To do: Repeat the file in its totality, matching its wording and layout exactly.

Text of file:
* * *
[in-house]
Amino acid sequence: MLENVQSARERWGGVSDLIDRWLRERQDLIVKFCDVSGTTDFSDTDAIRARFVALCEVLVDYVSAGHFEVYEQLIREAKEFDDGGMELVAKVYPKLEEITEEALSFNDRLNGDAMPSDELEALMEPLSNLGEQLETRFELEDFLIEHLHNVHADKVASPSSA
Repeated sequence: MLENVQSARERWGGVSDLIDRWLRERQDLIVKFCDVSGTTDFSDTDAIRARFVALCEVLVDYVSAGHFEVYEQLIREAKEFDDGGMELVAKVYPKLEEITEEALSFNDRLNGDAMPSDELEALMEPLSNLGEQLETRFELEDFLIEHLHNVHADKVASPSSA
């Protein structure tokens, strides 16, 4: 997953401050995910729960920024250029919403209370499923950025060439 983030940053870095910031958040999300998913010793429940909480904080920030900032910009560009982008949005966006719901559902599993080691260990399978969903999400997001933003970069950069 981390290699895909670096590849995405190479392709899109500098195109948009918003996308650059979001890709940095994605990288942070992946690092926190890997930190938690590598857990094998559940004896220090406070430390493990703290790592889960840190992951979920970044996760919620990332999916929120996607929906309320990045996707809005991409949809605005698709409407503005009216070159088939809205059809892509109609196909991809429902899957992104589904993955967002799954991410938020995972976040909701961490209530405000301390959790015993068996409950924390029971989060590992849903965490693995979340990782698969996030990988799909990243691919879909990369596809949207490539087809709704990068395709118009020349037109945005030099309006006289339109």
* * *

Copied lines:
[in-house]
Amino acid sequence: MLENVQSARERWGGVSDLIDRWLRERQDLIVKFCDVSGTTDFSDTDAIRARFVALCEVLVDYVSAGHFEVYEQLIREAKEFDDGGMELVAKVYPKLEEITEEALSFNDRLNGDAMPSDELEALMEPLSNLGEQLETRFELEDFLIEHLHNVHADKVASPSSA
Repeated sequence: MLENVQSARERWGGVSDLIDRWLRERQDLIVKFCDVSGTTDFSDTDAIRARFVALCEVLVDYVSAGHFEVYEQLIREAKEFDDGGMELVAKVYPKLEEITEEALSFNDRLNGDAMPSDELEALMEPLSNLGEQLETRFELEDFLIEHLHNVHADKVASPSSA
């Protein structure tokens, strides 16, 4: 997953401050995910729960920024250029919403209370499923950025060439 983030940053870095910031958040999300998913010793429940909480904080920030900032910009560009982008949005966006719901559902599993080691260990399978969903999400997001933003970069950069 981390290699895909670096590849995405190479392709899109500098195109948009918003996308650059979001890709940095994605990288942070992946690092926190890997930190938690590598857990094998559940004896220090406070430390493990703290790592889960840190992951979920970044996760919620990332999916929120996607929906309320990045996707809005991409949809605005698709409407503005009216070159088939809205059809892509109609196909991809429902899957992104589904993955967002799954991410938020995972976040909701961490209530405000301390959790015993068996409950924390029971989060590992849903965490693995979340990782698969996030990988799909990243691919879909990369596809949207490539087809709704990068395709118009020349037109945005030099309006006289339109």